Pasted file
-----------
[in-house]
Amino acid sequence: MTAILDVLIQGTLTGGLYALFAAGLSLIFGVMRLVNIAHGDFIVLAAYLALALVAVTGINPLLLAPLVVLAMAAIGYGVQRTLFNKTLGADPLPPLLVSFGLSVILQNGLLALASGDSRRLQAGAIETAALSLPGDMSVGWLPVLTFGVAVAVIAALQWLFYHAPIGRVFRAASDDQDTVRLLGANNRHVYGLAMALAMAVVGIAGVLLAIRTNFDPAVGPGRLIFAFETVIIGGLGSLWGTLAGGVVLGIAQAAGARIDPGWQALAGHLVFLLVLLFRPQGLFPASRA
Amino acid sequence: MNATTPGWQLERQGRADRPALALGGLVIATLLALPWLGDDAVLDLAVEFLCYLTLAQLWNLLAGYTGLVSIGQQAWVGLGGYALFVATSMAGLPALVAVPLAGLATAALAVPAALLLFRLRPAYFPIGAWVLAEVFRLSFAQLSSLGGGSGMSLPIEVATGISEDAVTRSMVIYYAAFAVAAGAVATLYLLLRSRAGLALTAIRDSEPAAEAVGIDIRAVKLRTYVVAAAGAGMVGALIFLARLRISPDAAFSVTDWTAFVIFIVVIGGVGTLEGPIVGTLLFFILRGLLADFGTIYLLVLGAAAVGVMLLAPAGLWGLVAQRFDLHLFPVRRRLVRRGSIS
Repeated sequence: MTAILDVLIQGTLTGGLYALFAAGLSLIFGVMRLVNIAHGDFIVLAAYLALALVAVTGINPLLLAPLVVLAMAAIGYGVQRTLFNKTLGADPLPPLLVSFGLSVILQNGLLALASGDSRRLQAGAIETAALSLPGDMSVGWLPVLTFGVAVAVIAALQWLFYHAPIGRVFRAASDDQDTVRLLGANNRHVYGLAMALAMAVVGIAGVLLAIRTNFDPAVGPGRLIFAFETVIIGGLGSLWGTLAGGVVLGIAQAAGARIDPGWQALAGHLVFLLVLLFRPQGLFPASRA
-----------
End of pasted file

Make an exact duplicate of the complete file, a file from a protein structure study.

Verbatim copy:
[in-house]
Amino acid sequence: MTAILDVLIQGTLTGGLYALFAAGLSLIFGVMRLVNIAHGDFIVLAAYLALALVAVTGINPLLLAPLVVLAMAAIGYGVQRTLFNKTLGADPLPPLLVSFGLSVILQNGLLALASGDSRRLQAGAIETAALSLPGDMSVGWLPVLTFGVAVAVIAALQWLFYHAPIGRVFRAASDDQDTVRLLGANNRHVYGLAMALAMAVVGIAGVLLAIRTNFDPAVGPGRLIFAFETVIIGGLGSLWGTLAGGVVLGIAQAAGARIDPGWQALAGHLVFLLVLLFRPQGLFPASRA
Amino acid sequence: MNATTPGWQLERQGRADRPALALGGLVIATLLALPWLGDDAVLDLAVEFLCYLTLAQLWNLLAGYTGLVSIGQQAWVGLGGYALFVATSMAGLPALVAVPLAGLATAALAVPAALLLFRLRPAYFPIGAWVLAEVFRLSFAQLSSLGGGSGMSLPIEVATGISEDAVTRSMVIYYAAFAVAAGAVATLYLLLRSRAGLALTAIRDSEPAAEAVGIDIRAVKLRTYVVAAAGAGMVGALIFLARLRISPDAAFSVTDWTAFVIFIVVIGGVGTLEGPIVGTLLFFILRGLLADFGTIYLLVLGAAAVGVMLLAPAGLWGLVAQRFDLHLFPVRRRLVRRGSIS
Repeated sequence: MTAILDVLIQGTLTGGLYALFAAGLSLIFGVMRLVNIAHGDFIVLAAYLALALVAVTGINPLLLAPLVVLAMAAIGYGVQRTLFNKTLGADPLPPLLVSFGLSVILQNGLLALASGDSRRLQAGAIETAALSLPGDMSVGWLPVLTFGVAVAVIAALQWLFYHAPIGRVFRAASDDQDTVRLLGANNRHVYGLAMALAMAVVGIAGVLLAIRTNFDPAVGPGRLIFAFETVIIGGLGSLWGTLAGGVVLGIAQAAGARIDPGWQALAGHLVFLLVLLFRPQGLFPASRA